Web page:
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Krolczyk v. Goddard Systems, Inc.

Superior Court of Pennsylvania

May 23, 2017


         Appeal from the Order Entered March 3, 2016 In the Court of Common Pleas of Dauphin County Criminal Division at No(s): 2008 CV 11907, 2008 CV 12139-CV



          BOWES, J.

         G. Michelle Krolczyk and Lydia DiCola ("Plaintiffs"), who instituted these wrongful discharge/defamation lawsuits, appeal from the March 3, 2016 order entering summary judgment in favor of Goddard Systems, Inc., Nicole Wishard, t/a the Goddard School of Harrisburg, the Goddard School, a fictitious name (collectively "Goddard"), and FLH, Inc., which is the franchisor of Goddard (collectively "Defendants"). We reverse the decision dismissing their wrongful discharge cause of action, but affirm the grant of summary judgment as to the defamation claim.

         Ms. Wishard owned and operated Goddard, a private school, and was the president of FLH, Inc. Ms. Krolczyk is a state certified pre-school educator through the academic board of private schools in Pennsylvania. Ms. DiCola is a Florida and Texas certified early childhood education teacher. We have consolidated the cases for purposes of appellate review as they were instituted based upon the same series of events, which occurred when Plaintiffs were co-instructors in a classroom at Goddard.

         In late 2007 and early 2008, Plaintiffs were working as pre-school teachers for Goddard co-instructing children aged three and four in a classroom known as the Junior Genius classroom. Ms. Wishard dismissed both women on February 14, 2008, and, the following day, a letter was disseminated to their students' parents regarding their termination. In their lawsuits, Plaintiffs alleged that they were wrongfully discharged after informing Ms. Wishard that they were going to report, as required by Pennsylvania law, that they suspected that one of their students, A.G., was being abused or neglected. They averred that the letter given to the parents was defamatory. Their cases were dismissed based upon the grant of summary judgment.

         The record indicates the following. A.G., a student in the Junior Genius classroom, was four years old when the pertinent events transpired. A.G.'s mother was Jennifer G., who was the Director of Education for Goddard and who supervised Plaintiffs. A.G. was developmentally delayed and extremely aggressive. Plaintiffs delineated that, during the waning months of 2007, A.G. engaged in the following behavior in their classroom: 1) called the teachers and other students profane names; 2) repeatedly threatened to shoot and kill or to stab the teachers and other students; 3) on numerous occasions, physically assaulted and threw objects at teachers as well as other students; 4) bit Plaintiffs and their co-workers with sufficient force to break the skin and leave welts and bruises; 5) otherwise terrorized students to such an extent that those students no longer wanted to attend Goddard; 6) continually defecated on himself and resisted efforts to clean up the feces; and 7) physically and verbally prevented the teachers from instructing any of their students. Based upon A.G.'s conduct, Plaintiffs suspected that he was being either neglected or abused. Jennifer G. admitted that her son's chronic bowel incontinence and hyper-aggression supported Plaintiffs' suspicion that he was being abused or neglected. Specifically, Jennifer G. conceded that "late stage potty training and inappropriate aggression" were "indicators" of a "possibility of abuse" and that her son A.G. had both of these "red flags." Deposition of Jennifer G., 4/13/11, at 78.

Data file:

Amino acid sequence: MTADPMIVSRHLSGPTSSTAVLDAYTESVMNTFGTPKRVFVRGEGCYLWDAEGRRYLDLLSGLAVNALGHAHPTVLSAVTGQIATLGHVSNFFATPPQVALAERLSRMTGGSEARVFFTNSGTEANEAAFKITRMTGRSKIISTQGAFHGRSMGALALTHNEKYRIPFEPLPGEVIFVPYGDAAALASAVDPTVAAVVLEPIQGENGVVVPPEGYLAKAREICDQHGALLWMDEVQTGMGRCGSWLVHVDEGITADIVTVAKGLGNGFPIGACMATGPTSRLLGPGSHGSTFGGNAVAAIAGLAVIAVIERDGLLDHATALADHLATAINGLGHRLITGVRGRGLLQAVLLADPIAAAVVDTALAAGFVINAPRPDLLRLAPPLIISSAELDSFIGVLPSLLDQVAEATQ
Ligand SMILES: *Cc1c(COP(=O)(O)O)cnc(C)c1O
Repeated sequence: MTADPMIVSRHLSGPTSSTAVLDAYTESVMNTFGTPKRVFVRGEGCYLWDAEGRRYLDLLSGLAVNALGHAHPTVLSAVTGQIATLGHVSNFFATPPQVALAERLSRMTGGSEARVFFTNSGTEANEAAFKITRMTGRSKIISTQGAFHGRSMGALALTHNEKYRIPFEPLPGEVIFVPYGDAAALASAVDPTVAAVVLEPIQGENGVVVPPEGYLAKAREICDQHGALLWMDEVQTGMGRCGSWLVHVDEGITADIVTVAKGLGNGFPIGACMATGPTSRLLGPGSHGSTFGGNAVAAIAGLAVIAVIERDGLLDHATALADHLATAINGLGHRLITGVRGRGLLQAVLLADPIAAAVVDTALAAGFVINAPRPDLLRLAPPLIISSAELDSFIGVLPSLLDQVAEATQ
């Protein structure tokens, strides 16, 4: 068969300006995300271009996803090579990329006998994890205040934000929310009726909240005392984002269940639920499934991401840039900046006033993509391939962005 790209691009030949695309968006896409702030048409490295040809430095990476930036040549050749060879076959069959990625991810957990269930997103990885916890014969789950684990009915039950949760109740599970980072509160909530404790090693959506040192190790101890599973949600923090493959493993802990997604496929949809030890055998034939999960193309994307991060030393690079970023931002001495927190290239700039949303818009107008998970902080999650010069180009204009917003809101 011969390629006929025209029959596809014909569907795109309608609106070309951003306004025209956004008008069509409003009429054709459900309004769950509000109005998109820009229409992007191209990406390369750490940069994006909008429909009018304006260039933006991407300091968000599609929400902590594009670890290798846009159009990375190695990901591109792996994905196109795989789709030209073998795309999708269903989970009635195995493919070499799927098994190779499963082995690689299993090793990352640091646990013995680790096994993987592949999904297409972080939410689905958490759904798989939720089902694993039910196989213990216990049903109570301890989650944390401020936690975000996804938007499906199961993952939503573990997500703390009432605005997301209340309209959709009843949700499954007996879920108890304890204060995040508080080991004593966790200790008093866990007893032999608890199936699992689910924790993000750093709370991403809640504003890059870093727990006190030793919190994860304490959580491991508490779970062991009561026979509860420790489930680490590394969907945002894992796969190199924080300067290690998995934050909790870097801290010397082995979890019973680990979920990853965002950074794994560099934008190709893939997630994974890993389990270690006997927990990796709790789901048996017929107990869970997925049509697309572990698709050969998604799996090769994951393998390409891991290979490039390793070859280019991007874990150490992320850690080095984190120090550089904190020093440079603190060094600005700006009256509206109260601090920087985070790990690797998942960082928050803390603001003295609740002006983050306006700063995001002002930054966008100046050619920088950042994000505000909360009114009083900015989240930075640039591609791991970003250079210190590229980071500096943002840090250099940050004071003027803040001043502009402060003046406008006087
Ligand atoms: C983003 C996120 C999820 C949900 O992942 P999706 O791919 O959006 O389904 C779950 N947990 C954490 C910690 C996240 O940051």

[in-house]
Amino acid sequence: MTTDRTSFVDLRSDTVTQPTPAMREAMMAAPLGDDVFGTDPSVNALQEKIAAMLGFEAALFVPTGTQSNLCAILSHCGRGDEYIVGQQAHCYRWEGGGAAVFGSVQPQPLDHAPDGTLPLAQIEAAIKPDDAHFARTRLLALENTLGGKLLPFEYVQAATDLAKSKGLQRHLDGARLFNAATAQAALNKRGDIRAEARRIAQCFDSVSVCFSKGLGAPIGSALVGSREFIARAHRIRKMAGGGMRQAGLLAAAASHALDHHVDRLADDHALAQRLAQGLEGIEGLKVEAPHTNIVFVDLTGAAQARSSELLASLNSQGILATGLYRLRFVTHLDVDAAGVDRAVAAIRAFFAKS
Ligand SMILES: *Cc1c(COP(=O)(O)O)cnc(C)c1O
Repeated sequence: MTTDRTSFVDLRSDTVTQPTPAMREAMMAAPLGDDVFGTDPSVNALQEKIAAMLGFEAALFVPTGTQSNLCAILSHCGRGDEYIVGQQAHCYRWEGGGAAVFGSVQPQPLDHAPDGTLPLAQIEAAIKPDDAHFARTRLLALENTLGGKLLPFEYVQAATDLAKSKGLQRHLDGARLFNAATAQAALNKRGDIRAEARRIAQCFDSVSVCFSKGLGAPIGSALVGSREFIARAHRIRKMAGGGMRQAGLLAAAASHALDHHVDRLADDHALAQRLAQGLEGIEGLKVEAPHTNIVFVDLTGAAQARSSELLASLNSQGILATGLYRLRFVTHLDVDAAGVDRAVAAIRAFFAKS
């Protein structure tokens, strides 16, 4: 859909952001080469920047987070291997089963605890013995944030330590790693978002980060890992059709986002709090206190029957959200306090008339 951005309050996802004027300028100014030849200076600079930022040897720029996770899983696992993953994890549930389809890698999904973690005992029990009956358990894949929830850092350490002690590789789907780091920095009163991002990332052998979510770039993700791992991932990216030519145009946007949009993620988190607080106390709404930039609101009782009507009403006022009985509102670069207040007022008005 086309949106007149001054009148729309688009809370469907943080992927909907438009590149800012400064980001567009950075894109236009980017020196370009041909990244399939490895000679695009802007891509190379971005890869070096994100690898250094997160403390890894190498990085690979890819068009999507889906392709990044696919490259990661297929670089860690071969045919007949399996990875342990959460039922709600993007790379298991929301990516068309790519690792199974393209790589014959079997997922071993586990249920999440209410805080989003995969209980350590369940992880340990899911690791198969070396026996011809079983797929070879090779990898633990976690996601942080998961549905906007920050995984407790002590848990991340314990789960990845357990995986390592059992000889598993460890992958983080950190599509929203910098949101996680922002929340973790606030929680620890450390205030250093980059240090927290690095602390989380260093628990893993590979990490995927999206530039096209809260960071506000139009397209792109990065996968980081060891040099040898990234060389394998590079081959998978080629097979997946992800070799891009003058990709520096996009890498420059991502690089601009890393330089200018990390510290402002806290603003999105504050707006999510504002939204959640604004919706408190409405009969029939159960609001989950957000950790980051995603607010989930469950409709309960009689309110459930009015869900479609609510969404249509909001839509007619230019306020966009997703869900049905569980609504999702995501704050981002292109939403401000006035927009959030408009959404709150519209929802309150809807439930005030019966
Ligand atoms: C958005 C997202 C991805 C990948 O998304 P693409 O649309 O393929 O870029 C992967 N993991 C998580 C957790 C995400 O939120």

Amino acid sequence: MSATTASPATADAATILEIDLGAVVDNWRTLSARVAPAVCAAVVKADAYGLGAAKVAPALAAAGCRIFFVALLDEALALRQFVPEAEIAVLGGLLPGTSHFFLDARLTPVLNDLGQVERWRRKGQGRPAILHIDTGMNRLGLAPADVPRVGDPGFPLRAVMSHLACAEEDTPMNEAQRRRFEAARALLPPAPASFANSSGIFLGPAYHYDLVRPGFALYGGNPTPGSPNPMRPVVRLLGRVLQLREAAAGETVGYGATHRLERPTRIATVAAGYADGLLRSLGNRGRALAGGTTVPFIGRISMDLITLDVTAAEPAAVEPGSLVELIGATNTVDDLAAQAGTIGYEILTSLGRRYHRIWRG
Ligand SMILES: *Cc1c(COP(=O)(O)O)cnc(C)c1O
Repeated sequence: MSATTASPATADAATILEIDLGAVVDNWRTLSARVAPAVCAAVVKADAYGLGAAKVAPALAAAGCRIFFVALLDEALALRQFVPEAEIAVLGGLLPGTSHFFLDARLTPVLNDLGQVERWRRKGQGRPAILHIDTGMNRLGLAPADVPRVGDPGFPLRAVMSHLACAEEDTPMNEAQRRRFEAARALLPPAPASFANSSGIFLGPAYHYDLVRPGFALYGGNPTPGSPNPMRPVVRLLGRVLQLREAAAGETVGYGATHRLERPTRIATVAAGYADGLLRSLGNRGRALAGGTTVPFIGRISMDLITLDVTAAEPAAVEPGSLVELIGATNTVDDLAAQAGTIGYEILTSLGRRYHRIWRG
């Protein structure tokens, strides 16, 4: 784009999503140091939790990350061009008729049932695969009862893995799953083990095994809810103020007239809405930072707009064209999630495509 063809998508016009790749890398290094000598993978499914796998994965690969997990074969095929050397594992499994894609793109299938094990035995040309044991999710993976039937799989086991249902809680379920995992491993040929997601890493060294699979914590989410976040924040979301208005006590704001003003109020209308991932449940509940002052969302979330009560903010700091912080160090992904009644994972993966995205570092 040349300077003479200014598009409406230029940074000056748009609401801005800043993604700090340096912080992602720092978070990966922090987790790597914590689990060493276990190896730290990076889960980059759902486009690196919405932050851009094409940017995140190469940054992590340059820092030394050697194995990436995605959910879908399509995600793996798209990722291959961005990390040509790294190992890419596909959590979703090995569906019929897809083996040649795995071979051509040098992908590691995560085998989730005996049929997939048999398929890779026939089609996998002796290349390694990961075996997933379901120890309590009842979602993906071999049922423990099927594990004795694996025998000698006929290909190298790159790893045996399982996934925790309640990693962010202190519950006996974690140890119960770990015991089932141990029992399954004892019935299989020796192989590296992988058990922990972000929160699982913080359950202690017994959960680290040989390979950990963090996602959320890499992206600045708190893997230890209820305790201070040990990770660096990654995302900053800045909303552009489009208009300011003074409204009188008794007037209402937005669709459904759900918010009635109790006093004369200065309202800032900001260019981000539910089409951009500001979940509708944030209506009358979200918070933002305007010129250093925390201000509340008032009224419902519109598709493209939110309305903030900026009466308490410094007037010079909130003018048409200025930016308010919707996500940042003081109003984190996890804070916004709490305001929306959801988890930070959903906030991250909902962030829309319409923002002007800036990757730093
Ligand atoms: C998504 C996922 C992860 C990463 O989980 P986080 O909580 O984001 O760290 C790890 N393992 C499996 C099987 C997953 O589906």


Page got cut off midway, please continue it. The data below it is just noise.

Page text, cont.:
Prior to December 2007, Plaintiffs sought help with A.G. from Ms. Wishard, suggesting that intervention from a state agency might be appropriate. Ms. Wishard failed to undertake any affirmative action, and instead, directed Plaintiffs neither to contact any child welfare agency nor to report that they suspected that A.G. was being abused or neglected. Since the above-delineated inappropriate behavior neither abated nor was addressed, in December 2007, Plaintiffs began to keep a daily journal to document A.G.'s conduct and their efforts to redirect his aggressive behavior. The journal indicated the following. A.G. urinated and/or defecated himself December 4th, December 5th, December 14th, December 17th, and, following the holiday break, on January 7th, January 9th, January 10th, January 11th, January 14th, January 16th, January 23rd, January 25th, January 29th, January 31st, February 4th, and February 6th, 2008. On many of these occasions, A.G. defecated in his pants more than once.

         On December 5th, A.G. threatened violence against children and adults and was very disruptive. On December 14th, he tormented and physically harassed a classmate, and on December 17th, he threw wooden blocks at a sleeping child. On that occasion, A.G. was restrained in the presence of Jennifer G., who immediately removed A.G. from the classroom. On January 8th, A.G. kicked, scratched, and tried to bite Ms. Krolczyk several times and informed her that he was "going to get a machine gun and load it with bullets and blow her head off." Deposition of Jennifer G., 4/13/11 at Exhibit D-12 (the "Journal") at 368. He also threw his shoes at her and said that he was going to break her nose. The following day, A.G. again threatened to kill Ms. Krolczyk as well as another student, and punched and scratched Ms. Krolczyk on the face. A.G. also pulled Ms. DiCola's hair and kicked her. He was restrained on this occasion.

         On January 11th, A.G. struck a child with a toy, and was again restrained; Ms. Krolczyk told Jennifer G. about this incident. On January 22nd, A.G. threw his shoes at Ms. Krolczyk and called her profane names. On January 23rd, A.G.'s father dragged him from the classroom as A.G. was crying. On January 25th, A.G. called Ms. Krolczyk profane names and told Ms. DiCola, who was pregnant, that he was going to take a knife and remove her baby and that his father was going to kill her with his gun. He also informed Ms. Krolczyk that he was going to kill the police so they could not "get his Mom." Journal at 384.

         On January 28th, A.G. broke the toilet seat, threw water on the bathroom floor, and began to roll around. On February 4th, A.G. bit Ms. Krolczyk in her forearm, leaving a mark. On the morning of February 5th, A.G. began to scream and flail his arms, and, when Ms. Krolczyk carried him from the room, he buried his teeth in her forearm. He also bit her later that afternoon. On February 6th, A.G. threatened students and teachers with physical violence, screamed, and would not follow directions.

         Thursday, February 7, 2008, was A.G.'s last day under Plaintiffs' supervision. A.G. began the day by continually defecating in his pants. Since his hostile behavior began to escalate, another employee at Goddard, Ms. Angie, whose last name is not revealed in the record, offered to help to control him. During naptime, A.G. repeatedly refused to lie down and be quiet. He was playing with a toy, and each time A.G. engaged in disruptive behavior, Ms. Krolczyk told him that she would take it away from him. As A.G. persisted in his actions, the toy was removed. A.G. immediately began to act out inappropriately. Ms. Angie held down his feet, and Ms. Krolczyk restrained him by hugging him. Journal at 408. Becoming more agitated, A.G. attempted to bite Ms. Krolczyk, and, when Ms. DiCola intervened, he bit her forearm and refused to release his teeth from her flesh, which began to bleed.